Written by Jonathan D. Duty
TRAVELERS REST -- Even though Travelers Rest High School senior Davis Reid may have the body of a shot put athlete, he has been clearing hurdles his entire life.
Davis, who will be competing at the Class AAA qualifier Saturday at Lower Richland High School, has overcome numerous obstacles in his life to reach the pinnacle of academic and athletic excellence.
The Devildog was born with a learning disability. He was stricken with dyslexia and a central auditory processing disorder. The two disorders affected Reid's ability to read and create words as child. Due to this academic setback, Reid was held back a grade in elementary school, and began receiving resource accommodations at school in the first grade.
His parents were given devastating news when he was diagnosed. "We were told that he would never graduate from high school," said Reid's mother, Tina. "We were told that he might get his certificate, but he would probably not be able to graduate with a diploma."
This is when his mother became very impressed with her son. "Davis took advantage of the resources he had, and has used them to his benefit all the way up through the 12th grade," said Tina. "Davis never had a 'why me' attitude. He worked hard to overcome those issues."
"I can remember in first grade," Davis said. "The teacher would call on me to read, and while my friends were spitting off words, it was taking me two minutes to get out four words. I would go home crying that I couldn't read."
That was when he said enough was enough. "I guess in third grade was when I really worked," David said. "Third grade is when you really begin to think about stuff. I realized that I had this problem, and there was a solution. All I had to do was try hard, and it would come to me. I had to get used to saying that I had this problem, but I realized that if I just took my time, it would come to me."
With Davis struggling in the classroom, he turned to the football field for personal inspiration. "Football was his outlet," said Tina. "Because he was not excelling in the classroom, he took to football as a way to be excel in something. He found that he was very good in football, and that became his place."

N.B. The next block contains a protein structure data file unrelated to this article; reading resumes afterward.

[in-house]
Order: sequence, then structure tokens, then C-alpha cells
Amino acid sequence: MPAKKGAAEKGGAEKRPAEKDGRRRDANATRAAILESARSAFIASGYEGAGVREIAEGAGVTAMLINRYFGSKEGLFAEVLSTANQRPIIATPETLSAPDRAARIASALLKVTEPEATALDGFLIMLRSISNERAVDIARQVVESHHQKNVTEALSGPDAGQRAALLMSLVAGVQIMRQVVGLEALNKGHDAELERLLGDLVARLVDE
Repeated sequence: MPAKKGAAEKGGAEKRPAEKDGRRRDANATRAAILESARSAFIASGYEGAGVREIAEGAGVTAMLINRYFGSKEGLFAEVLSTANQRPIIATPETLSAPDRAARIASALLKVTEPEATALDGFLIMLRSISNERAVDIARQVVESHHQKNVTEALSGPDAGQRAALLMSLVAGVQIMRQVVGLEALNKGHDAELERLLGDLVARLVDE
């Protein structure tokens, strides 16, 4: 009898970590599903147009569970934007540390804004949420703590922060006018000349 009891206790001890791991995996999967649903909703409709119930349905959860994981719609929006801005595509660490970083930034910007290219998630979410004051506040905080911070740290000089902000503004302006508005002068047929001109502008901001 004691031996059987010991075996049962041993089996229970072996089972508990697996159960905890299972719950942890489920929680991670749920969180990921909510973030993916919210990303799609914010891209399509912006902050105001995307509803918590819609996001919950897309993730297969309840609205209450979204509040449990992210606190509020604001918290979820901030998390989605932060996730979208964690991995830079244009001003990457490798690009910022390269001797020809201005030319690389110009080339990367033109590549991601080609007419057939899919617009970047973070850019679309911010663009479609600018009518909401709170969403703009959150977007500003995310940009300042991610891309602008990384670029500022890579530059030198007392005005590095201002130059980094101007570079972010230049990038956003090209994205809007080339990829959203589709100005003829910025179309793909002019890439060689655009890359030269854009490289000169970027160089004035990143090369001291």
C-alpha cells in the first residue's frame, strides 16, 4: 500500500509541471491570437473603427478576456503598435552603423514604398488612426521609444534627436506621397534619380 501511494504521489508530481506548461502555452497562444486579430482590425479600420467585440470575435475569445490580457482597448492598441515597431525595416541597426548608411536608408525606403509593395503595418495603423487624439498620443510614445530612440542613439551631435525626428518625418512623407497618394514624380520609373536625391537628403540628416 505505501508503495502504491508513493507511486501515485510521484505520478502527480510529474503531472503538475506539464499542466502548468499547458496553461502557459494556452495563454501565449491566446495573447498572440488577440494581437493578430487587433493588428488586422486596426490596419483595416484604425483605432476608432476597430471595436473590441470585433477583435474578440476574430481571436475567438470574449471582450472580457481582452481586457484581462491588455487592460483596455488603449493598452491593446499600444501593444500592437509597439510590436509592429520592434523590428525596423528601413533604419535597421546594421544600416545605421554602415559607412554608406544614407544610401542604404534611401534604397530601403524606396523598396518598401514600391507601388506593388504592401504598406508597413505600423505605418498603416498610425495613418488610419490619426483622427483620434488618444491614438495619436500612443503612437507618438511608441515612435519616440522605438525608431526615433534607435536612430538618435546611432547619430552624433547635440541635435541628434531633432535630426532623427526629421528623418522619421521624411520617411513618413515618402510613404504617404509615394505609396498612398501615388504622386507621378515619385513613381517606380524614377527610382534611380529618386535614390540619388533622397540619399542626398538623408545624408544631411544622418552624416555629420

Davis concurred with his mother. "I think I started playing football in second grade," he said. "I loved football because it did not have anything to do with school. I was able to get my frustration out with the reading and the math. I could literally take my frustration out."
Davis' ability in football developed later in elementary school. "I can remember in fifth grade, I went to the TR football camp," he said. "Coach (Shane) Clark gave me some award, and then I went back in sixth grade. At that point, I was told that TR was going to have a "D" (middle school) team, and that is where I began to excel."
He thought of football as his way to a better life. "When he realized he was good at football, it became his way out of high school and into college," Tina said. "He did not think that academics were going to be his way into college, so he took advantage of football."
As Davis continued to excel in football in little league and up into the high school level, his potential started to skyrocket. Davis then became a starting defensive linemen for the Devildogs as a freshman. Davis was making a name for himself as a leader on the Devildogs' team until one night at Pickens. During the Devildogs' contest against the Blue Flame, Reid suffered a knee injury in which his ACL was torn.
"My first thoughts were that I was never going to play football again," Davis said. "I was upset. I was not sure why this happened, and I was confused. I knew that football was not worth putting my body on the line."
It was also difficult for his mother. "It was devastating," Tina said. "Football had become his life, and now he had to overcome this injury."